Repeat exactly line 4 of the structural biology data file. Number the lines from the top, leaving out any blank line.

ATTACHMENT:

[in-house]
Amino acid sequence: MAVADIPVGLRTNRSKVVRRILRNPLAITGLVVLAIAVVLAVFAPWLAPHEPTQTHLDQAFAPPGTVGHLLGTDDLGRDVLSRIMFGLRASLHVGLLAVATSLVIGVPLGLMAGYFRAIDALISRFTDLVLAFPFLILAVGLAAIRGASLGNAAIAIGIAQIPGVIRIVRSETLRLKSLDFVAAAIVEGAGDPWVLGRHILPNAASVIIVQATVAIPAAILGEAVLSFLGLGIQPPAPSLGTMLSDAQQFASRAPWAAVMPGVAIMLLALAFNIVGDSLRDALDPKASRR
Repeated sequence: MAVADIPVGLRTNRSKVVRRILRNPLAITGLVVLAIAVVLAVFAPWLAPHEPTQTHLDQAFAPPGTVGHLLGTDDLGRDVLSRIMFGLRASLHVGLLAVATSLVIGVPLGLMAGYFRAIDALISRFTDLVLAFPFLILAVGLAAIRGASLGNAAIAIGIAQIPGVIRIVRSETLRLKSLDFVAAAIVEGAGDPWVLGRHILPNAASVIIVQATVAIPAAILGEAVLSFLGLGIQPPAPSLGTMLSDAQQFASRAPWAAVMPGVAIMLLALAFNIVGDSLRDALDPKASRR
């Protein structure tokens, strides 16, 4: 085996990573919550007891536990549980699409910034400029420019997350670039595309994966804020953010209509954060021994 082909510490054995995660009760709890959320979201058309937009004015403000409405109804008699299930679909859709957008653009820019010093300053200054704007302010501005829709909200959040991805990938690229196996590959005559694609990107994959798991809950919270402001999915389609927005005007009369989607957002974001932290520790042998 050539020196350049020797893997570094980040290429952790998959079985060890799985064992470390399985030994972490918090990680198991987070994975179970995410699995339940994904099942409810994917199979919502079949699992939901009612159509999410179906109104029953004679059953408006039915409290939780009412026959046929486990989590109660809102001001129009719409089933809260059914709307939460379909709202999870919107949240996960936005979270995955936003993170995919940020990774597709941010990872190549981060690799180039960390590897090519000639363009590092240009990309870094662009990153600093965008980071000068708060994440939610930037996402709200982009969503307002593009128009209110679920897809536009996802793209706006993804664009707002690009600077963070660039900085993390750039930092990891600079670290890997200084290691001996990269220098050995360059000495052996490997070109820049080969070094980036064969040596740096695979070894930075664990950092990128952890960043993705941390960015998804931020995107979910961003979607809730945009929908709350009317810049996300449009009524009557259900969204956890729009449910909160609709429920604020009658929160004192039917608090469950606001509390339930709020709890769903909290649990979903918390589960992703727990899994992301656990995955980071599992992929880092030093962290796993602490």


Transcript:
């Protein structure tokens, strides 16, 4: 085996990573919550007891536990549980699409910034400029420019997350670039595309994966804020953010209509954060021994 082909510490054995995660009760709890959320979201058309937009004015403000409405109804008699299930679909859709957008653009820019010093300053200054704007302010501005829709909200959040991805990938690229196996590959005559694609990107994959798991809950919270402001999915389609927005005007009369989607957002974001932290520790042998 050539020196350049020797893997570094980040290429952790998959079985060890799985064992470390399985030994972490918090990680198991987070994975179970995410699995339940994904099942409810994917199979919502079949699992939901009612159509999410179906109104029953004679059953408006039915409290939780009412026959046929486990989590109660809102001001129009719409089933809260059914709307939460379909709202999870919107949240996960936005979270995955936003993170995919940020990774597709941010990872190549981060690799180039960390590897090519000639363009590092240009990309870094662009990153600093965008980071000068708060994440939610930037996402709200982009969503307002593009128009209110679920897809536009996802793209706006993804664009707002690009600077963070660039900085993390750039930092990891600079670290890997200084290691001996990269220098050995360059000495052996490997070109820049080969070094980036064969040596740096695979070894930075664990950092990128952890960043993705941390960015998804931020995107979910961003979607809730945009929908709350009317810049996300449009009524009557259900969204956890729009449910909160609709429920604020009658929160004192039917608090469950606001509390339930709020709890769903909290649990979903918390589960992703727990899994992301656990995955980071599992992929880092030093962290796993602490």